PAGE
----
Senate Majority Leader Mitch McConnell, R-Ky., announced Thursday afternoon that the Senate's planned recess next week is now canceled, as lawmakers work toward passing legislation to deal with the impact of the coronavirus outbreak.
This comes as Republicans are opposing House Democrats' proposed legislation, which McConnell had described as an "ideological wish list." His opposition, along with that of House Minority Leader Kevin McCarthy, R-Calif., has left the status of the bill in limbo.
"Notwithstanding the scheduled state work period, the Senate will be in session next week," McConnell tweeted. "I am glad talks are ongoing between the Administration and Speaker Pelosi. I hope Congress can pass bipartisan legislation to continue combating the coronavirus and keep our economy strong."
A senior Senate Republican aide said that senators will be departing for the weekend but will be back to address the House bill Monday, despite originally scheduled to have next week off.
"We’ll take a look at anything they send us," McConnell said.
The Democrats' bill, unveiled late Wednesday, provides for paid sick leave, free coronavirus testing and funding for states to address economic hardships imposed by the coronavirus. McCarthy had opposed it due to the lack of exemptions or sunsets for the paid sick leave, as well as the time it would take to set up the sick leave program.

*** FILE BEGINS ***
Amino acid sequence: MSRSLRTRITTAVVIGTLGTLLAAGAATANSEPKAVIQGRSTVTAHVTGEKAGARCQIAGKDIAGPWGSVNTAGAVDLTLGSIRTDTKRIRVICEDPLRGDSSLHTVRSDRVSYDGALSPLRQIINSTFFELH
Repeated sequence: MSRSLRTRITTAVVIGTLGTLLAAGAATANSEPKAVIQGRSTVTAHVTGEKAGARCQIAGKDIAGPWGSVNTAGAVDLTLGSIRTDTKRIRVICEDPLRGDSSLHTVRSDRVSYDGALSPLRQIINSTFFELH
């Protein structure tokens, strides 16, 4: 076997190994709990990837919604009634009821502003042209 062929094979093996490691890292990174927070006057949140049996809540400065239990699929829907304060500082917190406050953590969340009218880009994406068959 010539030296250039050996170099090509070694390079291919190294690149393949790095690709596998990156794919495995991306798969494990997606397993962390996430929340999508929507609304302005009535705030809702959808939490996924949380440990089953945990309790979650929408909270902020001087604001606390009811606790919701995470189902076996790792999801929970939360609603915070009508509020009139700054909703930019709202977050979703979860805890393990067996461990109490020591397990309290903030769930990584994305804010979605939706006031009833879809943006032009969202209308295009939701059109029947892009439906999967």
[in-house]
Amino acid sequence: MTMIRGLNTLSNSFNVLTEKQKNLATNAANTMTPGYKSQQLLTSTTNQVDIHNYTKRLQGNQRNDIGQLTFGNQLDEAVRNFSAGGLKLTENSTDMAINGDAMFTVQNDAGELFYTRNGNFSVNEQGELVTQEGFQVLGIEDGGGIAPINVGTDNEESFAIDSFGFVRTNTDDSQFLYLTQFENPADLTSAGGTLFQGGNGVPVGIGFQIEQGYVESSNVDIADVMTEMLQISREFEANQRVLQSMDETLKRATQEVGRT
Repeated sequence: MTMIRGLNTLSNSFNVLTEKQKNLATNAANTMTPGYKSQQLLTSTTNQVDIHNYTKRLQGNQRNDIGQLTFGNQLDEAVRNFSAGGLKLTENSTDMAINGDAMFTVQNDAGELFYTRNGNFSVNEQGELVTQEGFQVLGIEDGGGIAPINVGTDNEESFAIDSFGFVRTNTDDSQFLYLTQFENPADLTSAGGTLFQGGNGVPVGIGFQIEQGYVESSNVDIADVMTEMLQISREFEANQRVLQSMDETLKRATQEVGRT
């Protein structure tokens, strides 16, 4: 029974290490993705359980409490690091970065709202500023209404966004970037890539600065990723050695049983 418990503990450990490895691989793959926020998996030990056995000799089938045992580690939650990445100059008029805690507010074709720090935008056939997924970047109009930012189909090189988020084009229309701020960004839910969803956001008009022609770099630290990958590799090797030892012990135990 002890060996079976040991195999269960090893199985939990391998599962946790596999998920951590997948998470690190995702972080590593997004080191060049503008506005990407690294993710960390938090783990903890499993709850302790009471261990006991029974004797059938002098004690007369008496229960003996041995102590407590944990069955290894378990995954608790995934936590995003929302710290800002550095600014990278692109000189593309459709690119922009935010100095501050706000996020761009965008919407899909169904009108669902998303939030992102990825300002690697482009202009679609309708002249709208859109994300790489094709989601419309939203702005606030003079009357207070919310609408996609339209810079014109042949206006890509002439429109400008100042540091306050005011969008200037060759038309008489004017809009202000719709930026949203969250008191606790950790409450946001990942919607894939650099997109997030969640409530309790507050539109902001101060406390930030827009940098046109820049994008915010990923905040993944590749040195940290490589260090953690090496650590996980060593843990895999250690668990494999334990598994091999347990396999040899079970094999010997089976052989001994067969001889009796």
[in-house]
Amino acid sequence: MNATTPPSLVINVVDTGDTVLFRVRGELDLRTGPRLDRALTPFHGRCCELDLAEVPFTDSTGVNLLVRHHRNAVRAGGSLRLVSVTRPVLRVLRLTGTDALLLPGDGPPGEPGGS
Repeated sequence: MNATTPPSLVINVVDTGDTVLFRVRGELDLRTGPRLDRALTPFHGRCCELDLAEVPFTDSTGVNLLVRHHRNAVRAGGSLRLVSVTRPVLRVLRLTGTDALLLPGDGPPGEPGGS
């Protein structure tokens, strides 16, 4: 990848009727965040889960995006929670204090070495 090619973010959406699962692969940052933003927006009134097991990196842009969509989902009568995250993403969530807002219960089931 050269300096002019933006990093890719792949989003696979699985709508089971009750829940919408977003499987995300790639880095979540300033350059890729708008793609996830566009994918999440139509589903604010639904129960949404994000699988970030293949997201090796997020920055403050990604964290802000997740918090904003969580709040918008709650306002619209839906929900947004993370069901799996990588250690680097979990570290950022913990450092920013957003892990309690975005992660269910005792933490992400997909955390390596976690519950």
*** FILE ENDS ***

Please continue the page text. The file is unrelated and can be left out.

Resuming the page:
House Speaker Nancy Pelosi said she and her fellow Democrats are open to making changes to their bill and are still discussing the issues with the Trump administration.
In the meantime, authorization for the Foreign Intelligence Surveillance Act (FISA) is expected to lapse Sunday, as lawmakers work on a new FISA bill but senators aren't expected back at the Capitol until Monday.
The House had unveiled new FISA reform legislation Tuesday night which aimed to scale back certain surveillance powers and increase oversight and accountability in the wake of a Justice Department Inspector General report that revealed significant problems with how FISA was used in the FBI's Russia investigation. The Senate still needs to pass a bill, which the president would have to sign into law.
Fox News' Marisa Schultz and Chad Pergram contributed to this report.